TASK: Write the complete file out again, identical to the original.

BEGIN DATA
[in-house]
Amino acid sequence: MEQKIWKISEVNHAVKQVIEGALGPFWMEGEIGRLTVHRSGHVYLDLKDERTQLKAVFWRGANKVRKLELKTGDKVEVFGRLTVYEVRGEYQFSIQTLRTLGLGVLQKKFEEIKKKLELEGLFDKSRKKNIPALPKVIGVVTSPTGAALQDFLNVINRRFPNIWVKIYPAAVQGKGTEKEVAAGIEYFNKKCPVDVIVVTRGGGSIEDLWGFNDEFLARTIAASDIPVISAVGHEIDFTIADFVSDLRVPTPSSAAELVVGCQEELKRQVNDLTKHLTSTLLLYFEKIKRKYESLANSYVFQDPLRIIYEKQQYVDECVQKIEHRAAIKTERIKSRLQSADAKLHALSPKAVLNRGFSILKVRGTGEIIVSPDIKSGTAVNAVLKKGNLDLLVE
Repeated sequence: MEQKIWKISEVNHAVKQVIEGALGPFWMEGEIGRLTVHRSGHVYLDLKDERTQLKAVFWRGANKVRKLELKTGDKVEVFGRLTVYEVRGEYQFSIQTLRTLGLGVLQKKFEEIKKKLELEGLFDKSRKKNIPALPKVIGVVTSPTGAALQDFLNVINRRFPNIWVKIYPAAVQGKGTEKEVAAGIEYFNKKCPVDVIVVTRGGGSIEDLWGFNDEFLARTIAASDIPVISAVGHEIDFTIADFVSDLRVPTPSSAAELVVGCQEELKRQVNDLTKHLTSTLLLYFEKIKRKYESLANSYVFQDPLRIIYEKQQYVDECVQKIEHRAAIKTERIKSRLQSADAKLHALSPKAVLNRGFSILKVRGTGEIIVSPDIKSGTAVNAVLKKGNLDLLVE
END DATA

[in-house]
Amino acid sequence: MEQKIWKISEVNHAVKQVIEGALGPFWMEGEIGRLTVHRSGHVYLDLKDERTQLKAVFWRGANKVRKLELKTGDKVEVFGRLTVYEVRGEYQFSIQTLRTLGLGVLQKKFEEIKKKLELEGLFDKSRKKNIPALPKVIGVVTSPTGAALQDFLNVINRRFPNIWVKIYPAAVQGKGTEKEVAAGIEYFNKKCPVDVIVVTRGGGSIEDLWGFNDEFLARTIAASDIPVISAVGHEIDFTIADFVSDLRVPTPSSAAELVVGCQEELKRQVNDLTKHLTSTLLLYFEKIKRKYESLANSYVFQDPLRIIYEKQQYVDECVQKIEHRAAIKTERIKSRLQSADAKLHALSPKAVLNRGFSILKVRGTGEIIVSPDIKSGTAVNAVLKKGNLDLLVE
Repeated sequence: MEQKIWKISEVNHAVKQVIEGALGPFWMEGEIGRLTVHRSGHVYLDLKDERTQLKAVFWRGANKVRKLELKTGDKVEVFGRLTVYEVRGEYQFSIQTLRTLGLGVLQKKFEEIKKKLELEGLFDKSRKKNIPALPKVIGVVTSPTGAALQDFLNVINRRFPNIWVKIYPAAVQGKGTEKEVAAGIEYFNKKCPVDVIVVTRGGGSIEDLWGFNDEFLARTIAASDIPVISAVGHEIDFTIADFVSDLRVPTPSSAAELVVGCQEELKRQVNDLTKHLTSTLLLYFEKIKRKYESLANSYVFQDPLRIIYEKQQYVDECVQKIEHRAAIKTERIKSRLQSADAKLHALSPKAVLNRGFSILKVRGTGEIIVSPDIKSGTAVNAVLKKGNLDLLVE